Tuesday, 25 September 2012

How much does the Royal Family cost the UK?

The British Royal Family is probably the most well known family in the world. Simply by looking at the television ratings of the most recent Royal Wedding and the Diamond Jubilee, it's clear that people around the world go nuts for British Royalty. Saying that, how much do the Royals cost the British taxpayer? Is it really worth keeping them around?

The simple answer is yes, it's actually very profitable.

Firstly it's important to note that the Royal Family received £30 million from the British taxpayer in 2011, significantly lower than the £35 million received in 2010 as a result of austerity measures. While not an amount to be sniffed at, £30 million for the upkeep of the Royal Family is pretty good value for money. To help explain why, we need to go all the way back to King George III. George III wasn't terribly good with money and despite owning massive amounts of land, he racked up huge debts. He decided to surrender the profits from his land to Parliament for the remainder of his life in return for a fixed salary and his debts removed. This agreement between Parliament and the Royal Family has continued to this very day with every Monarch since George III voluntarily agreeing to surrender the profit from the 'Crown Estate' in exchange for living and state expenses.

The Crown Estate today is one of the most value property portfolios in the UK with an estimated worth of £7 billion generating profits of roughly £240 million during the last tax year. Once you subtract the £30 million of taxpayer money, the Crown Estate made the UK £210 million. It's a pretty good deal.

Another way the Royal Family contributes to the UK economy is through tourism. While difficult to measure exactly it's estimated the Royal brand is worth roughly £40 billion, adding around £7 billion annually to an ailing economy. To look at a specific example, it's been estimated that the Diamond Jubilee celebrations were worth an additional £2.4 billion to the UK economy. Even if you subtract the £1.2 billion lost through the extra bank holiday the Jubilee still turned a pretty large profit, hours of a miserable looking Queen on television really was worth it.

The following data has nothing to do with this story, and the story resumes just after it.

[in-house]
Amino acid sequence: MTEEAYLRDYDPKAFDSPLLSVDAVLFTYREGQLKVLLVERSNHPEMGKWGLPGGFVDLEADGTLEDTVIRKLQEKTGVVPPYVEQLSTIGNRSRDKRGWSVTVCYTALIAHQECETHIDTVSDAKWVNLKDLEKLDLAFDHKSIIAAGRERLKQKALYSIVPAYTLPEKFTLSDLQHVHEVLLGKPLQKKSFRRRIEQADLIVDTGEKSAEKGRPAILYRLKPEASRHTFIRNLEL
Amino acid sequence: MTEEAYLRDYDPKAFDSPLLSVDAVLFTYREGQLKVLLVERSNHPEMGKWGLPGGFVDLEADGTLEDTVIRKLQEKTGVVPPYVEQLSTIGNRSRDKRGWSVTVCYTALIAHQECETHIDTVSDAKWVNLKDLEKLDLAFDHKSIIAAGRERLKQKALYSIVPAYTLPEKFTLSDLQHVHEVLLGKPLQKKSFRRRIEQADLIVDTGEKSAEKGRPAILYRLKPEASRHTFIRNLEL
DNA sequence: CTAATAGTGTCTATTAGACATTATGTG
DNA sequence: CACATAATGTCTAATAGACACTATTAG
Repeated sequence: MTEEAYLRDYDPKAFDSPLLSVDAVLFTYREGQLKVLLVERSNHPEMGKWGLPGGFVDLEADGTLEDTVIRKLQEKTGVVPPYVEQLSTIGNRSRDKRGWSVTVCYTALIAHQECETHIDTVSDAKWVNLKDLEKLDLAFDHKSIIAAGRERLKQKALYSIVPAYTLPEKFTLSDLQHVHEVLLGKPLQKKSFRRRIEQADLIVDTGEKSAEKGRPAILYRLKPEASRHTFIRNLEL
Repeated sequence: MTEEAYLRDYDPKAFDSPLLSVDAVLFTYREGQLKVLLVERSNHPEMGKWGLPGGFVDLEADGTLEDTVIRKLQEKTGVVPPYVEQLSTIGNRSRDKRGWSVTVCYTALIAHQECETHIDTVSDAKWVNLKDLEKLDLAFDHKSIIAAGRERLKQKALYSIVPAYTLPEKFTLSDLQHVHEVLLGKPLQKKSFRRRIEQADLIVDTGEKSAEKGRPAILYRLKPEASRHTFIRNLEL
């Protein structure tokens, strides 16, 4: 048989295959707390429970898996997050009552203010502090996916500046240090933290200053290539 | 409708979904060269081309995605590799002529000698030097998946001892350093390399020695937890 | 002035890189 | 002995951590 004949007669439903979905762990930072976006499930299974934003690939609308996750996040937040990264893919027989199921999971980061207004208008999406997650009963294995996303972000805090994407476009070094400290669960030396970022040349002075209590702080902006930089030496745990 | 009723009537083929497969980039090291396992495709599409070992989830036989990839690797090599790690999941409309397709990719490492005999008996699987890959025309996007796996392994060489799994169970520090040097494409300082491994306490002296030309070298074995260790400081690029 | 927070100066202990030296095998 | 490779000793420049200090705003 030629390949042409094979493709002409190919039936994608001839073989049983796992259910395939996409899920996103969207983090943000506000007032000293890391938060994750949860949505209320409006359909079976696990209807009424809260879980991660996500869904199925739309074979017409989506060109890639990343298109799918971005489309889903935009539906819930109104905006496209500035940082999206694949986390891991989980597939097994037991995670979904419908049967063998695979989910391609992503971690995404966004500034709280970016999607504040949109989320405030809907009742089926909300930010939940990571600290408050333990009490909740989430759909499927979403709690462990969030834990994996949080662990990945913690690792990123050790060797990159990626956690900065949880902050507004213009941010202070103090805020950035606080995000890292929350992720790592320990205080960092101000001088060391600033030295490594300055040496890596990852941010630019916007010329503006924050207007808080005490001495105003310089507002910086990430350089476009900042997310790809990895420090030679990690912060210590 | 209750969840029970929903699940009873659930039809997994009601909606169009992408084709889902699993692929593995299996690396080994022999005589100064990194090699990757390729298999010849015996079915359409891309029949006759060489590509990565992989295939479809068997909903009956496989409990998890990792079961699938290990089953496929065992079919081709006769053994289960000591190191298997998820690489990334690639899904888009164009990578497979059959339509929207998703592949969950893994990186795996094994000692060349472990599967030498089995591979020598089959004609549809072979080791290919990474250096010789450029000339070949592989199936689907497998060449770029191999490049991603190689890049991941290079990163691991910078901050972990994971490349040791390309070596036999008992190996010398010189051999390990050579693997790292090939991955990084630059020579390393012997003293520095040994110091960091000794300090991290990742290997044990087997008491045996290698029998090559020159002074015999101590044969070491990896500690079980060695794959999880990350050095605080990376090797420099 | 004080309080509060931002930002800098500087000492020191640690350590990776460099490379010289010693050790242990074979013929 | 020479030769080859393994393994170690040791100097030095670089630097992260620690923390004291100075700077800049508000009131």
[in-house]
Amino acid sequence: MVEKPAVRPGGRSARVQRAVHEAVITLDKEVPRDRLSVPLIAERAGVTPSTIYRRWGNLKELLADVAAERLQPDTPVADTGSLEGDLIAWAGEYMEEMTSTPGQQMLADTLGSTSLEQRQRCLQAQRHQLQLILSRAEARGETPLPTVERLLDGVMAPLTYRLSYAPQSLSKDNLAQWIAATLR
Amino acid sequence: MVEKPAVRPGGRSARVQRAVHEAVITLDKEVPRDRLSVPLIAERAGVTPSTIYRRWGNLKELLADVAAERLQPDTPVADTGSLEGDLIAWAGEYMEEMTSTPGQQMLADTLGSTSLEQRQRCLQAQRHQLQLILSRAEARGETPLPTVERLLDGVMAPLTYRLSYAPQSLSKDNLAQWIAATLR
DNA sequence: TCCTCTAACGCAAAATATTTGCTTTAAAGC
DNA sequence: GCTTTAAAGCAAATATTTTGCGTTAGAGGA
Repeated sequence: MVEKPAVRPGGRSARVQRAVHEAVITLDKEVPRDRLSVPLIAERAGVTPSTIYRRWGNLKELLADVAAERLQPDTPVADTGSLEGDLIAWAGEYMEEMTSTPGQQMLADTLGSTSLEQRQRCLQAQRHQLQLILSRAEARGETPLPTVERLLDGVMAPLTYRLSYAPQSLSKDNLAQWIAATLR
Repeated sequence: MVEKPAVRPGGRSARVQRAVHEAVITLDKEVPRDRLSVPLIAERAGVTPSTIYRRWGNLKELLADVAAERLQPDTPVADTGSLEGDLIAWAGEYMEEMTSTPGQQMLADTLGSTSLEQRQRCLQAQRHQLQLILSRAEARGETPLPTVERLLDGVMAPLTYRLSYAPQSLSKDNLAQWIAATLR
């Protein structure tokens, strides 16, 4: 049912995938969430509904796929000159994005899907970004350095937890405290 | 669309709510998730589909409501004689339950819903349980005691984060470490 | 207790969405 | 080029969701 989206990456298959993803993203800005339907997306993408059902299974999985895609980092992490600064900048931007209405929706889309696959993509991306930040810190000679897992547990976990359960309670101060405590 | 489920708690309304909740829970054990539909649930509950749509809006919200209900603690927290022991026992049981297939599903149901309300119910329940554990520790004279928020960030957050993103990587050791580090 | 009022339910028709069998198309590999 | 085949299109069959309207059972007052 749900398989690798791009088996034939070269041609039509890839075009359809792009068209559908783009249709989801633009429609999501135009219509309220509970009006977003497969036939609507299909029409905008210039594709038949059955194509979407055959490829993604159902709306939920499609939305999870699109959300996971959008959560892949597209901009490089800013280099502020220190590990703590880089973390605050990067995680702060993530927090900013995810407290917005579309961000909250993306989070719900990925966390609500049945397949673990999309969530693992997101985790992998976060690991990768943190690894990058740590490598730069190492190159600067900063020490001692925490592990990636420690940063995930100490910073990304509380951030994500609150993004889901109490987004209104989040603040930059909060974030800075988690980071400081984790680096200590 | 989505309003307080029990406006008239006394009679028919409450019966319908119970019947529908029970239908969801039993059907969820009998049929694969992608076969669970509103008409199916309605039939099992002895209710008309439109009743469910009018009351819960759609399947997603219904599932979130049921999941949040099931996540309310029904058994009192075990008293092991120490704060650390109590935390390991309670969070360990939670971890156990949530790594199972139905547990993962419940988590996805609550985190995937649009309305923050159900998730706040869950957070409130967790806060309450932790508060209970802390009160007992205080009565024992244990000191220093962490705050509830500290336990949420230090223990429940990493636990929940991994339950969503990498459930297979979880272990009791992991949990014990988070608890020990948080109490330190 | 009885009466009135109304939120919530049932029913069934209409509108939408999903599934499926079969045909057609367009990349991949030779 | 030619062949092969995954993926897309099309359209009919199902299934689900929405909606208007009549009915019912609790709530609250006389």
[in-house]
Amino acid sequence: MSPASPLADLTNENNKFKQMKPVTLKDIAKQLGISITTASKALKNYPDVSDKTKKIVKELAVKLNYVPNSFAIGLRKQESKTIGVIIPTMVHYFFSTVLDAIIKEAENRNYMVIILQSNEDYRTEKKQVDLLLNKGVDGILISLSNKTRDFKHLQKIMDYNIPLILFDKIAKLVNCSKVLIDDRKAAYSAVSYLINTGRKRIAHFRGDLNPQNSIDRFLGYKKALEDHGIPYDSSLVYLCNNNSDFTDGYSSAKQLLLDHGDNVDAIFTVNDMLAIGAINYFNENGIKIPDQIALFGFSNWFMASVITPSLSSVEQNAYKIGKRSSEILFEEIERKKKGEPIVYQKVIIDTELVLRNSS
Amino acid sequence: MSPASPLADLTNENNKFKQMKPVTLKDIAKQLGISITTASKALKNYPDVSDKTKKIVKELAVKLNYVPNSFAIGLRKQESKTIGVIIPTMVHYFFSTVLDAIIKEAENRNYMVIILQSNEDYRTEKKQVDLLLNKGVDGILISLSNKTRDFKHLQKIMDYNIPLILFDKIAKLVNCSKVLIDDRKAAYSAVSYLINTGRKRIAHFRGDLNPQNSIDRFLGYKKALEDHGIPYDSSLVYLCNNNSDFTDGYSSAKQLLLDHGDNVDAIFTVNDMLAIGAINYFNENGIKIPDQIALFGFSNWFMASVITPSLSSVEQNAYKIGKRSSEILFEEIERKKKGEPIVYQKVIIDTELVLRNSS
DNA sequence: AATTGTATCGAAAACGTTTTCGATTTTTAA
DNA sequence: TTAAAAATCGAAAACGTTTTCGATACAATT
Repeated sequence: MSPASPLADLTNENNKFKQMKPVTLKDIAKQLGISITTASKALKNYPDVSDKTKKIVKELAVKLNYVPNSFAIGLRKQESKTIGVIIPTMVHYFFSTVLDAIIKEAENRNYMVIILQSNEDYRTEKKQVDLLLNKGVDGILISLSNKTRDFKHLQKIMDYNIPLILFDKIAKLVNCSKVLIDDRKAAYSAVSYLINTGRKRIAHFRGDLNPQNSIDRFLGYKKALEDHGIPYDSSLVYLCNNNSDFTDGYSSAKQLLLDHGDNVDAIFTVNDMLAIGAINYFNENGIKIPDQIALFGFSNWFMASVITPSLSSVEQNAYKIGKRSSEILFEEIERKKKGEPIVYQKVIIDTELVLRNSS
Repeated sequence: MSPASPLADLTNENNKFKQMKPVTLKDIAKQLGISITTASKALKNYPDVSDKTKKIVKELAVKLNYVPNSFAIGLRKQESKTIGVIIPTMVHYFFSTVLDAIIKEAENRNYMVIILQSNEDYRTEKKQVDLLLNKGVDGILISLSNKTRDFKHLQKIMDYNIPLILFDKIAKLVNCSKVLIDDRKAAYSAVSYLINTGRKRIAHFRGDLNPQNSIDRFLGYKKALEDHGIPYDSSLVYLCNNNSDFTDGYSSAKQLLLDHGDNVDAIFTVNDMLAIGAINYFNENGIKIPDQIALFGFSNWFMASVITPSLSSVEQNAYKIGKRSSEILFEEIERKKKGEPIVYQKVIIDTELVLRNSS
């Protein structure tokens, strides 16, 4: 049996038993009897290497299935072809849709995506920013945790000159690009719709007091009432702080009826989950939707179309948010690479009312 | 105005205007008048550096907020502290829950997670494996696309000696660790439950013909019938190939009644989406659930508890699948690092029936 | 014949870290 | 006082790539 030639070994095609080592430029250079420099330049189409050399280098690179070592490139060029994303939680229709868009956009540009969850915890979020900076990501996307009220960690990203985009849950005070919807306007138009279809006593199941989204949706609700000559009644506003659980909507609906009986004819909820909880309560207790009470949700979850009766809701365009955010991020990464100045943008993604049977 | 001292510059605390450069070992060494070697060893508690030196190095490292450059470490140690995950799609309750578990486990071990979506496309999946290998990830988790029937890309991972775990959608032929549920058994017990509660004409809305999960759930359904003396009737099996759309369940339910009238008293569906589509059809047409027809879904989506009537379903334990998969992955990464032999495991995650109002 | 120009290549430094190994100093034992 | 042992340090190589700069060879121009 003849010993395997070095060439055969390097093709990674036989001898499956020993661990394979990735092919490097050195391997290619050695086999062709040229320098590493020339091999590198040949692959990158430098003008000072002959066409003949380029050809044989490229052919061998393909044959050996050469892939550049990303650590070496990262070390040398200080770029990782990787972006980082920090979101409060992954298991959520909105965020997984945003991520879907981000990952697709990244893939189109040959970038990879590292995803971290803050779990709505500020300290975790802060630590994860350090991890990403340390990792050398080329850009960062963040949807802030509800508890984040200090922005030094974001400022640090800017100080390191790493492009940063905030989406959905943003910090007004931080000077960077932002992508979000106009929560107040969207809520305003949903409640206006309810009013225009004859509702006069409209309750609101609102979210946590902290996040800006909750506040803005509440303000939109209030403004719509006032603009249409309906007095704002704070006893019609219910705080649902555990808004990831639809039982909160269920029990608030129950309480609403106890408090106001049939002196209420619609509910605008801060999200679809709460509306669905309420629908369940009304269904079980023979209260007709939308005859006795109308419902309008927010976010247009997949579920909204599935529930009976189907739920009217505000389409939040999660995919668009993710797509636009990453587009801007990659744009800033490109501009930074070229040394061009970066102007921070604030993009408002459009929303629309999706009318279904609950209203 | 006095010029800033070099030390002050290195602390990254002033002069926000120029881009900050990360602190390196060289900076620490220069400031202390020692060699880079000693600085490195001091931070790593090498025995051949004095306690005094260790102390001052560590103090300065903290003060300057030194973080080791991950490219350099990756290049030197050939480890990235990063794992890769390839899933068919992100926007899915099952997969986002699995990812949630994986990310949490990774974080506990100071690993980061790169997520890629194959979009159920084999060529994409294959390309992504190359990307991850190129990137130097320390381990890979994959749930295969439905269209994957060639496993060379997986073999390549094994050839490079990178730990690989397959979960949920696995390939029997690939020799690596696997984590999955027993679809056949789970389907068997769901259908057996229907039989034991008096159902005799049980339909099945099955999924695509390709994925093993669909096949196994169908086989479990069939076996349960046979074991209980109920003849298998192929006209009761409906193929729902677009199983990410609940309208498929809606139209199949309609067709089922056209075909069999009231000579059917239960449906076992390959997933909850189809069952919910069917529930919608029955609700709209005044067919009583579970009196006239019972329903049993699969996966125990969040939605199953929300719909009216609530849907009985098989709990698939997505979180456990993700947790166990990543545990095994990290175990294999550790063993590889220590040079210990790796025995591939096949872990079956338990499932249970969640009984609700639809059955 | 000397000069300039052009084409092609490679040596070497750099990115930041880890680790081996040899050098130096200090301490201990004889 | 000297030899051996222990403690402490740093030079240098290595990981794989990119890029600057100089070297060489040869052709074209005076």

I don't consider myself a Royalist in any sense, I'm simply interested in the bottom line. With the United Kingdom's finances in pretty poor condition it would seem keeping the Royal Family is in everyone's best interest.

As always, opinions welcome.


  1. Figures are wrong, horribly wrong


  2. That report has expenditure for 10/11 at £32 million, I'm assuming that is a tax year and not a calendar year, my £30 million isn't far off.

    Fair enough the Diamond Jubilee cost £1.2 billion, it's implying that we were at a loss of £1.2 not that it simply cost £1.2 [Before tourism revenue taken into account].

    I'm not sure exactly which figures you're referring to though.

    As for tourism revenue it's almost impossible to measure what effect the royals have. It could be argued that if the UK became a republic tourists would still visit the palace and other attractions, France's chateaus for example.